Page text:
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California State Prison, Corcoran (COR) is a male-only state prison located in the city of Corcoranmarker, in Kings County, Californiamarker. Also known as Corcoran State Prison, CSP-C, CSP-COR, CSP-Corcoran, and Corcoran I, it should not be confused with the newer California Substance Abuse Treatment Facility and State Prison, Corcoranmarker (Corcoran II) located just south of the facility.


As of Fiscal Year 2002/2003, COR had a total of 1,703 staff and an annual institutional budget of $115 million. As of September 2007, it had a design capacity of 3,116 but a total institution population of 5,685, for an occupancy rate of 182.4 percent.

COR's include the following facilities:
  • Level I housing – Open dormitories without a secure perimeter
  • Level III housing – Individual cells, fenced perimeters and armed coverage
  • Level IV housing – Cells, fenced or walled perimeters, electronic security, more staff and armed officers both inside and outside the installation
  • Security Housing Units, "the most secure area[s] within a Level IV prison designed to provide maximum coverage." Among these units is the Protective Housing Unit which holds up to 47 prisoners who require "extraordinary protection from other prisoners." The Protective Housing Unit has been described as "strikingly calm" because inmates "don't want to be moved somewhere less guarded." Only one violent incident occurred in the Protective Housing Unit, in 1999, "when a guard left a door open and three inmates from the secure housing unit next door attacked inmates Charles Manson and Juan Corona.
  • Acute care hospital.
  • Prison Industry Authority.


Built on what was once Tulare Lakemarker, home to the Yokut Native American people, the facility opened in 1988. The prison hospital was dedicated in October 1993.

A front-page article by Mark Arax in the August 1996 Los Angeles Times claimed that COR was "the most troubled of the 32 state prisons." At the time, COR officers had shot and killed more inmates "than any prison in the country" in COR's eight years of existence; based on interviews and documents, Arax concluded that many shootings of prisoners were "not justified" and that in some cases "the wrong inmate was killed by mistake." Furthermore, the article alleged that "officers... and their supervisors staged fights between inmates" during "gladiator days." In November 1996, CBS Evening News broadcast "video footage of an inmate fatally shot by guards" at COR in 1994; this death "spawned a probe by the Federal Bureau of Investigation of alleged inmate abuses by guards."

A March 1997 episode of the CBS News 60 Minutes discussed the 1994 death, "the alleged cover-up and the alarming number of shootings at the prison." The California Department of Corrections issued the results of its own investigation in November 1997, which found "isolated incidents of staff misconduct" but no "'widespread staff conspiracy' to abuse prisoners."Holding, Reynolds. State Corrections Dept. Clears Itself in Probe of Corcoran Prison. The San Francisco Chronicle, November 27, 1997.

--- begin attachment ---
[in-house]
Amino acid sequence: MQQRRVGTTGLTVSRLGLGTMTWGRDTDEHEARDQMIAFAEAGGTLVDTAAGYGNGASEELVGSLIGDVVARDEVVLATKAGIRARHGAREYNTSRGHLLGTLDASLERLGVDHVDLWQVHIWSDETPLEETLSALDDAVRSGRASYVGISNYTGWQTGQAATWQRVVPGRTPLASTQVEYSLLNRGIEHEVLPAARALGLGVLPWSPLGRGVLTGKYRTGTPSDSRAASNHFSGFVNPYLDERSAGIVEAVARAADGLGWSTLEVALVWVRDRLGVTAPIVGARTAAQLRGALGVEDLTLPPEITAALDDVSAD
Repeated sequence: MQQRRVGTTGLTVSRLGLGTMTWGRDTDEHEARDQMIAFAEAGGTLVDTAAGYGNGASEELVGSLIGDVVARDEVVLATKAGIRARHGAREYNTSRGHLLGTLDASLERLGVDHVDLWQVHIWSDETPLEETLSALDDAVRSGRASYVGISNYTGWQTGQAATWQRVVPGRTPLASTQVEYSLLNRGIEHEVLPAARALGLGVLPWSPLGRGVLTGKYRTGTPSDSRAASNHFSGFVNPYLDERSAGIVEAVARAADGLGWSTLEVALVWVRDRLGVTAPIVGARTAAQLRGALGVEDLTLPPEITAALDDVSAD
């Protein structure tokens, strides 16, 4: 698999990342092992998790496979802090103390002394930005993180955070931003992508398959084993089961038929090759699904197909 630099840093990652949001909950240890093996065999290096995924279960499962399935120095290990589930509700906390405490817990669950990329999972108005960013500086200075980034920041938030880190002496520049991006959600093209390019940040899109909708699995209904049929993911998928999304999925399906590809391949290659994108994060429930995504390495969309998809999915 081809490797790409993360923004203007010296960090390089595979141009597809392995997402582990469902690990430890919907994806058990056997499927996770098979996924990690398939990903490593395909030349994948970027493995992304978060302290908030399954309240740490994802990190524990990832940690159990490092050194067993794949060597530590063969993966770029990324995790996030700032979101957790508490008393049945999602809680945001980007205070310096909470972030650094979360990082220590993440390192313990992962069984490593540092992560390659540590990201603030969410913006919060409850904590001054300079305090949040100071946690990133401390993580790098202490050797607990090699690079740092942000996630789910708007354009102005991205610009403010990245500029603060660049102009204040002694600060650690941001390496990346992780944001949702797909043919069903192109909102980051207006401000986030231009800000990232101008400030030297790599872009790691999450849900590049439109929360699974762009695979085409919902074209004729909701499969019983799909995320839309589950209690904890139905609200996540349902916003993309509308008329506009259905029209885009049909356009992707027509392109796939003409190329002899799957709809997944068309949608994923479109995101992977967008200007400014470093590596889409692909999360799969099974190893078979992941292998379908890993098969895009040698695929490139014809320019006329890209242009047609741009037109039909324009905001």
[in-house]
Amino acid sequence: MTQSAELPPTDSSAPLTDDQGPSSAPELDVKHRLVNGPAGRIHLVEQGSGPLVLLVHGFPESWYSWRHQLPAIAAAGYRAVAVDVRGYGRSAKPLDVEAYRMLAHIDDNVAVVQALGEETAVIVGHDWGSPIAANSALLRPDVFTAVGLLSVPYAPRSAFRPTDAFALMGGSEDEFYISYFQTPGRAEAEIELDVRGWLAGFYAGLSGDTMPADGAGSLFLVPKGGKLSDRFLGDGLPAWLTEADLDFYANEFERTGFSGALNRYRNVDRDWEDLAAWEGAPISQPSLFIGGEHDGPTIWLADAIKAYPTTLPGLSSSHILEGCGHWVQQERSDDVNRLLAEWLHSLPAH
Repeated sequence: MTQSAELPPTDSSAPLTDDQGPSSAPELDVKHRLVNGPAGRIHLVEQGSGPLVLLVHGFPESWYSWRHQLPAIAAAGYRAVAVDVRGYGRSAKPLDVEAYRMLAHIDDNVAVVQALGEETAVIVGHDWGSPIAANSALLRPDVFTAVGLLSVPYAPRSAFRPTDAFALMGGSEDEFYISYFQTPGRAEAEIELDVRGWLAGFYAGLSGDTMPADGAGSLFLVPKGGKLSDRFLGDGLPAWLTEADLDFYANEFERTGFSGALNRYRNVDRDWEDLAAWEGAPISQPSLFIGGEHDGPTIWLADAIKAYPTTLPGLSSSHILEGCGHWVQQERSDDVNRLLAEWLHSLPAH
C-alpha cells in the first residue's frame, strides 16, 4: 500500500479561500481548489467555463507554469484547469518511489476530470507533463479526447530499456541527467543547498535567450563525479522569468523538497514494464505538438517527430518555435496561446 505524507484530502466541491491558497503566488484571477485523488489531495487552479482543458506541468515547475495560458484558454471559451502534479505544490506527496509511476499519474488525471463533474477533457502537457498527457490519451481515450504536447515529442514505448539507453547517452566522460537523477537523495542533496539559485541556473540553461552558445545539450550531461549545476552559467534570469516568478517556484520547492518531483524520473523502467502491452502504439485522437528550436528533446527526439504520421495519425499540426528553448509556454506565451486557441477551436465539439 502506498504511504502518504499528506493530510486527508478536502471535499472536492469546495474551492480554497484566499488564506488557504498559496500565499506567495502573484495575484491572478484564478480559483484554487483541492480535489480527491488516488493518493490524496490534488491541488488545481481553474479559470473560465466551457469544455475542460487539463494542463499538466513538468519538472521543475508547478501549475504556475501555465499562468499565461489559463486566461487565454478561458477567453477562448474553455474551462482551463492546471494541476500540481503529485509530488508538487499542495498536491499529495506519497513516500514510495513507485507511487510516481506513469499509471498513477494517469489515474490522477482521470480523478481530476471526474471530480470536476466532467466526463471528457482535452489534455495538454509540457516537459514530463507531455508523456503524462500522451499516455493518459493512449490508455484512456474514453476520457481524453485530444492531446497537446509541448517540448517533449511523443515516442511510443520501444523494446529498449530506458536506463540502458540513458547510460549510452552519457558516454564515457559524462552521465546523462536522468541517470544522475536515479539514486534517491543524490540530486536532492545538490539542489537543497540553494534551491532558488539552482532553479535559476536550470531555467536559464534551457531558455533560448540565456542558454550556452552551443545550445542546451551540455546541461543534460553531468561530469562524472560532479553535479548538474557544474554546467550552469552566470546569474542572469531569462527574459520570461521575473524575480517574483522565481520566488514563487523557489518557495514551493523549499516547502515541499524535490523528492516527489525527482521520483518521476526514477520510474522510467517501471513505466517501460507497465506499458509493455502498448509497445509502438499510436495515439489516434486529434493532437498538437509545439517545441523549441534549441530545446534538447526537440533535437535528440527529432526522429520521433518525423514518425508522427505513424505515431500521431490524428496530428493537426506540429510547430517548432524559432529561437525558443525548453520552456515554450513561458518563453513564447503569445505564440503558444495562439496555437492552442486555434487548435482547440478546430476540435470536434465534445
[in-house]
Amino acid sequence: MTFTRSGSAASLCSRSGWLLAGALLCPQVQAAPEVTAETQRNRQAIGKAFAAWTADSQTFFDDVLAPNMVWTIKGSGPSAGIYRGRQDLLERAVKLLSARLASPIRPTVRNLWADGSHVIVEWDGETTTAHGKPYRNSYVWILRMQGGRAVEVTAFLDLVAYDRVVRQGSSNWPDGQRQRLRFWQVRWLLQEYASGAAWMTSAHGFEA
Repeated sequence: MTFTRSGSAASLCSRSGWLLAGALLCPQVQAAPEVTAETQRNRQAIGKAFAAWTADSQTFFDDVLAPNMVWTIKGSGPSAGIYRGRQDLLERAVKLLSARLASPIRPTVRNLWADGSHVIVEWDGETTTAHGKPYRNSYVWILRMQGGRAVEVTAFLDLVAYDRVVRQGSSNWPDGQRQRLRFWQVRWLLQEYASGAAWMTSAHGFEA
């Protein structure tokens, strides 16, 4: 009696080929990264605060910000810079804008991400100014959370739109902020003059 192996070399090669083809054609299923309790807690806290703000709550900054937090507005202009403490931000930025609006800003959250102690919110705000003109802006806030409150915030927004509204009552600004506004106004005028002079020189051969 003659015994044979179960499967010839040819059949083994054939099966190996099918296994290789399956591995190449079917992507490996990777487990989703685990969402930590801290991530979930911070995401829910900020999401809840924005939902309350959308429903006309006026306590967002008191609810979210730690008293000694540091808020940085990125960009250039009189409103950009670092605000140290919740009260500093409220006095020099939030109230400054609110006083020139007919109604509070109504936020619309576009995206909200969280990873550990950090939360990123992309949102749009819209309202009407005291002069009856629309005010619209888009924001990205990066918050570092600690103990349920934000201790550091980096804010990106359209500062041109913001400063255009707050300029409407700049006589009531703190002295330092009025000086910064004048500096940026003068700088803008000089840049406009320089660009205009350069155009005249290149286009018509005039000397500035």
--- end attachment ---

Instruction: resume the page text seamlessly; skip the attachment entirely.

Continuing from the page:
A film entitled "Maximum Security University," which used prison surveillance tapes showing four 1989-1993 fights "end[ing] when a guard fatally shoots a combatant," was released in February 1998. That month, eight California correctional officers and supervisors were indicted "on federal criminal civil rights charges in connection with inmate fights that occurred at Corcoran State Prison in 1994." After a trial, the eight men were "acquitted of all charges" in June 2000.

Subsequently, COR has been featured in at least two episodes of MSNBC's Lockup series: "Inside Corcoran" (which first aired as early as 2003) and "Return to Corcoran" (which first aired in 2005).

Notable inmates

The prison's most prominent inmates include:


  • Dana Ewell, convicted triple murderer, who ordered the murders of his family in 1992. Currently he is serving three life sentences and is appealing his sentences.

  • Cameron Hooker, convicted for the sexual assault and kidnapping of Colleen Stan (also known as "the girl in the box"). Hooker was sentenced 104 years imprisonment for holding Stan as his "sex slave" and will not be eligible for parole until 2022.

  • Charles Manson, who was transferred from San Quentin State Prisonmarker to COR in March 1989. In May 2007 he was denied parole and will not be eligible for release again until 2012. He lives in COR's Protective Housing Unit.

  • Phil Spector, convicted of murder in 2009 and serving 19 years to life; transfered to Corcoran in mid-2009. Spector is not housed at old Corcoran, but at SATF (Corcoran 2).



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